You see, for some reason that is felt necessary to be kept secret from the public, Col. Frank Saunders is an android. Dr. Steele didn't feel any more human lives should be lost to the space race and, somehow, whipping up a wholly convincing mechanical human was considered the best way around that. Nobody seems to consider that announcing that the US has practically perfected robots would really put one over on the Russians.

At any rate, a newly repaired Frank is launched into space as planned. Unfortunately, the Martians are no less receptive to his space capsule's presence than the last and shoot him down. However, they perceive that Frank's capsule was not destroyed and crash landed in Puerto Rico. So, they land their ship there to both finish the job and begin kidnapping bikini babes.

"Dear Penthouse; I never thought this would happen to me..."
One Martian does find Frank and zaps him with a ray gun. The blast fails to kill him, but it does burn off half his face and render him a bestial creature--striking out with violence at any perceived threat and also occasionally carrying off women. As "Frankensteins" do, you see. Because he's a "Frankenstein" now.

More like a burnt frankfurter.
There's really not anything more to the plot than that. Frankenstein stumbles around killing people he encounters while the Martians kidnap women and lasciviously examine them--with Princess Marcuzan's yea or nay vote determining if they are put in storage or, as far as I can tell, vaporized. The rest is travelogue footage of Puerto Rico set to some truly awesome rock music while Dr. Steele and Karen search for Frankenstein.

Eventually they do find Frankenstein, but then the Martians find Karen. Oh, and there's a Martian mutant named "Mull" (Bruce Glover) that's kept in a cage inside their ship.

"Somebody trim my nails, for God's sake!"
Eventually the military is involved and Frankenstein does, indeed, meet the Space Monster. So you can't fault them for false advertising there!

Though, like Frankenstein Meets The Wolf Man before it, there's no point in placing your bets on the winner. (And not just because it's totally Wolf Man, come on!) As in that film, the titular monsters meet their end when outside forces intervene and render their fight to the death a stalemate. In this case, when the now-heroic Frankenstein sacrifices himself by using a laser gun to somehow destroy the Martian spaceship.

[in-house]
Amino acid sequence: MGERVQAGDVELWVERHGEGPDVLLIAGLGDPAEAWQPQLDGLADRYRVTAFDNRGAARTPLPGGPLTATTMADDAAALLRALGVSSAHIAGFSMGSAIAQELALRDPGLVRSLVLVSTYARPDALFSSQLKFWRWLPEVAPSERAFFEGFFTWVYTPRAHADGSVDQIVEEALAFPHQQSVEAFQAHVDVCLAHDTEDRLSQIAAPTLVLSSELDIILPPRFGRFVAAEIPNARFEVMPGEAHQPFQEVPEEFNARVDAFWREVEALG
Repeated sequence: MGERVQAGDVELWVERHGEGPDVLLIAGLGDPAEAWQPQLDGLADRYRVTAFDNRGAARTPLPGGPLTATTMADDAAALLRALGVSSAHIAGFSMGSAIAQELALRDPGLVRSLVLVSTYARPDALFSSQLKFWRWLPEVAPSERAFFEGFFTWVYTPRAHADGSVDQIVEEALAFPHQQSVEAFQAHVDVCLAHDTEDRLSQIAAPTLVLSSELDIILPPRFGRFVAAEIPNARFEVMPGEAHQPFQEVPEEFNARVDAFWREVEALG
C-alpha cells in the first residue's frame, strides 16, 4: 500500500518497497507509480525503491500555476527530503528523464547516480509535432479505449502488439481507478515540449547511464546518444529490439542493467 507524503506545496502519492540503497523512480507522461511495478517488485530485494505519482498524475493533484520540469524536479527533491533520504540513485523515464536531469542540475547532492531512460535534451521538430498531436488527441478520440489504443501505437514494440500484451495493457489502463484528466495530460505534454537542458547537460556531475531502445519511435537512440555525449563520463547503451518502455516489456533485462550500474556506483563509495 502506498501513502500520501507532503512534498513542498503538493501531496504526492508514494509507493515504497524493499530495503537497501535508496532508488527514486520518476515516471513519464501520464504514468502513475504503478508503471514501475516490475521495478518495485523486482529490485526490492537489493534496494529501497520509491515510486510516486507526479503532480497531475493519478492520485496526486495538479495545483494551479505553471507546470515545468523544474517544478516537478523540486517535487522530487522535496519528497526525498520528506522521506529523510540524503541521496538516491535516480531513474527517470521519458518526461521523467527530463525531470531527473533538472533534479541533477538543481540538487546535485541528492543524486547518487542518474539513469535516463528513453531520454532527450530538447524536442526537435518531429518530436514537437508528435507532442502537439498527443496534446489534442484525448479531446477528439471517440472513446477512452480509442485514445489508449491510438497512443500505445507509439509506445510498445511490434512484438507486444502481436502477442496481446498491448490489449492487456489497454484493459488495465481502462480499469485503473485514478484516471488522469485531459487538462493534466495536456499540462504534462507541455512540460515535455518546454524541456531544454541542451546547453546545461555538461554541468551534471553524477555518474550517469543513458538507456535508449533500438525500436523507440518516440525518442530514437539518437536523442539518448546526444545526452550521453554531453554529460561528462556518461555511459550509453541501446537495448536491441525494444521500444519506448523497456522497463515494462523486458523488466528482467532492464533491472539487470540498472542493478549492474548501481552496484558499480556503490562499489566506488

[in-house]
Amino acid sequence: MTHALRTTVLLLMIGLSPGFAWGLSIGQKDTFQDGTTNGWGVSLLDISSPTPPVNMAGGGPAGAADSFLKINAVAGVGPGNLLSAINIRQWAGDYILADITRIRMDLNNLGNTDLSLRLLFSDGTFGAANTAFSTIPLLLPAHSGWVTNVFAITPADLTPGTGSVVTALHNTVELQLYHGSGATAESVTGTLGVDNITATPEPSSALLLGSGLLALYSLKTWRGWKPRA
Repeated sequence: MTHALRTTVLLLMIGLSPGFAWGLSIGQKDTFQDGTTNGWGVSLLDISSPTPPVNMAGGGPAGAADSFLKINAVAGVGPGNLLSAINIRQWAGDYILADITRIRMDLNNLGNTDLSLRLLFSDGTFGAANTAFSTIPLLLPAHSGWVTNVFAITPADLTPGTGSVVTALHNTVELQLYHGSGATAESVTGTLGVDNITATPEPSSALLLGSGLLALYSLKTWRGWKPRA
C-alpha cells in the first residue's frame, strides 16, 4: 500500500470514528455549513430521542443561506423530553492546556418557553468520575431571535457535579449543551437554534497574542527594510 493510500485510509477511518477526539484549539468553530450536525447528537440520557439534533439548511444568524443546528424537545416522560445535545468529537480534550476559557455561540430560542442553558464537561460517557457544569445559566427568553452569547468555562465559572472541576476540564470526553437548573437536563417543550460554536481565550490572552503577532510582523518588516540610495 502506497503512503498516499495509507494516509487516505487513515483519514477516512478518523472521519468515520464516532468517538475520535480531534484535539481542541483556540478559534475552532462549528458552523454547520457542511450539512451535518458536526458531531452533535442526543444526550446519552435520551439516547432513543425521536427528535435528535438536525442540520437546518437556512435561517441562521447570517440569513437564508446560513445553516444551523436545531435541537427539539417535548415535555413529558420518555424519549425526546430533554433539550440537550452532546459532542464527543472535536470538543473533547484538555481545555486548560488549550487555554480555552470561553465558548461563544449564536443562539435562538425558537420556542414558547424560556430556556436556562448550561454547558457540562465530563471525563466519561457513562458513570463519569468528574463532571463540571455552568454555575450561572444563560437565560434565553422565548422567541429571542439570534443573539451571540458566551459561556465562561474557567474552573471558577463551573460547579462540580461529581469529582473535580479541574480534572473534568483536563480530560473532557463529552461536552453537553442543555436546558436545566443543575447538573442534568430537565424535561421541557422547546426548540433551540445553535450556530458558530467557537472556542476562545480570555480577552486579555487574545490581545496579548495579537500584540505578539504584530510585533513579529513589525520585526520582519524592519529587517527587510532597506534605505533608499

If I made this film sound cheap and terrible, well, that's not far off from the truth. However, while most write the film off as terrible and leave at that, I found it a delight. Oh, it has all the hallmarks of a truly terrible viewing experience--a near total lack of forward momentum in what could loosely be called its "plot" and endless travelogue sequences that add nothing to the film beyond a time capsule of what Cape Canaveral and Puerto Rico looked like in 1965.

And yet, I love it for all that. The music accompanying those sequences is truly awesome. And while they're very repetitive, the scenes with the Martians are a sheer delight. Not least due to the wonderfully hammy performances of Lou Cutell and Marilyn Hanold as Nadir and Marcuzan, respectively. And despite looking like a cross between Paul Blaisdell's Martian from It! The Terror Beyond Space and a gorilla suit with mange, Mull is a fun matinee monster.

The only place the film can be said to "stumble" as it were, is with its "Frankenstein." The burned-off face of its android monster is incredibly unimpressive--even compared with the rush-job the film did on its Martian make-up--and we get no sense of Frankenstein as a character. Just because he's a berserk android killing indiscriminately (well, more like "killing when people decide they should attack a guy who looks like he just lost a fight with a flamethrower instead of offering him medical attention") doesn't mean he has to be lack any sense of personality or character beyond that.

Hell, Mull is just the typical gropy, growly monster in a cage that's barely in the movie and he feels more realized than Frankenstein--you know, the one we're supposed to root for in the final battle.

In spite of its incompetence and meandering nature, this is a damned entertaining yarn. I could never call it a good movie--it is definitely bad--but that doesn't make it any less enjoyable. If nothing else, you will probably find yourself, even weeks or months later, incapable of resisting the urge to imitate Dr. Nadir's line reading of, "And now, Maximum Energy!"

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This concludes day 6 of HubrisWeen. Click the banner above to see what the other knuckleheads chose, won't you?